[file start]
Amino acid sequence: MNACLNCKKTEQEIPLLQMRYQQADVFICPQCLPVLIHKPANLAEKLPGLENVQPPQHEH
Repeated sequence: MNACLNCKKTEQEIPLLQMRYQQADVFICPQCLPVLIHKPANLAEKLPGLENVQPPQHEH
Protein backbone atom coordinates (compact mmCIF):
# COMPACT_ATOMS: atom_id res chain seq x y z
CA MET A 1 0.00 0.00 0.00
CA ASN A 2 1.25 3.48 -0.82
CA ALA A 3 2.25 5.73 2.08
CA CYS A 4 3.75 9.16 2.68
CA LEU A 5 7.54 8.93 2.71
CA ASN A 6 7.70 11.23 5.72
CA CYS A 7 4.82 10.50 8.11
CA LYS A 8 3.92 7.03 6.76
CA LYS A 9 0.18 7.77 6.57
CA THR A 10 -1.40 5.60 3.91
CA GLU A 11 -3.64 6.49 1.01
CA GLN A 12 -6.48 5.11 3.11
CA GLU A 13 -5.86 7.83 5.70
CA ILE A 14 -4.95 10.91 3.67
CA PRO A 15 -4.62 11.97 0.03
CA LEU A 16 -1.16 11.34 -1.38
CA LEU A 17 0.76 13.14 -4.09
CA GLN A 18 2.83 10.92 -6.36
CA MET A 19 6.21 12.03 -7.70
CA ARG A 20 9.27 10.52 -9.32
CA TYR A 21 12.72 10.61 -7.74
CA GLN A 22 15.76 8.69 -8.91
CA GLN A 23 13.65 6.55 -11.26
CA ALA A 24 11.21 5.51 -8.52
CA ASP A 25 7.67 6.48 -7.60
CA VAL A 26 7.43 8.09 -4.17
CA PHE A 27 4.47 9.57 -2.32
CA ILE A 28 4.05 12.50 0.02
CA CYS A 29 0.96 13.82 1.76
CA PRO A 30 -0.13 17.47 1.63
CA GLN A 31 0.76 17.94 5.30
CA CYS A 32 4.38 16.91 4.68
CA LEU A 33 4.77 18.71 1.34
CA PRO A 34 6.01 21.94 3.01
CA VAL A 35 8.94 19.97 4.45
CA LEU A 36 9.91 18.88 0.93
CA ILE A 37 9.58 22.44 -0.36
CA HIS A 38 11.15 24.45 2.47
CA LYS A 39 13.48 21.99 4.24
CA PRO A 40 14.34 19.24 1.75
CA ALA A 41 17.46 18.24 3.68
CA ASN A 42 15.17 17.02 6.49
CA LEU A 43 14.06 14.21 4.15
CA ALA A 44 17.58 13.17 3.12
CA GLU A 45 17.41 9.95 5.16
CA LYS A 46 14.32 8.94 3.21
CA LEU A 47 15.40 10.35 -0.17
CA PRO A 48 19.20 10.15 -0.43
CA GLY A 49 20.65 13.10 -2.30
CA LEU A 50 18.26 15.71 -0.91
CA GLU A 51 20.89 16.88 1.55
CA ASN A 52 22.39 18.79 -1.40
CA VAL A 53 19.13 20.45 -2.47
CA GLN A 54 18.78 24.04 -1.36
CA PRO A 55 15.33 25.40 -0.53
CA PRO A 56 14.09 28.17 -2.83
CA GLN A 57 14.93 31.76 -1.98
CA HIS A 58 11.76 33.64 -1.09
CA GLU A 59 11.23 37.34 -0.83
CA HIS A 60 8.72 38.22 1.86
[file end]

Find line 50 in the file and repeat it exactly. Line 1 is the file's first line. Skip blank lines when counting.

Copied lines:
CA LYS A 46 14.32 8.94 3.21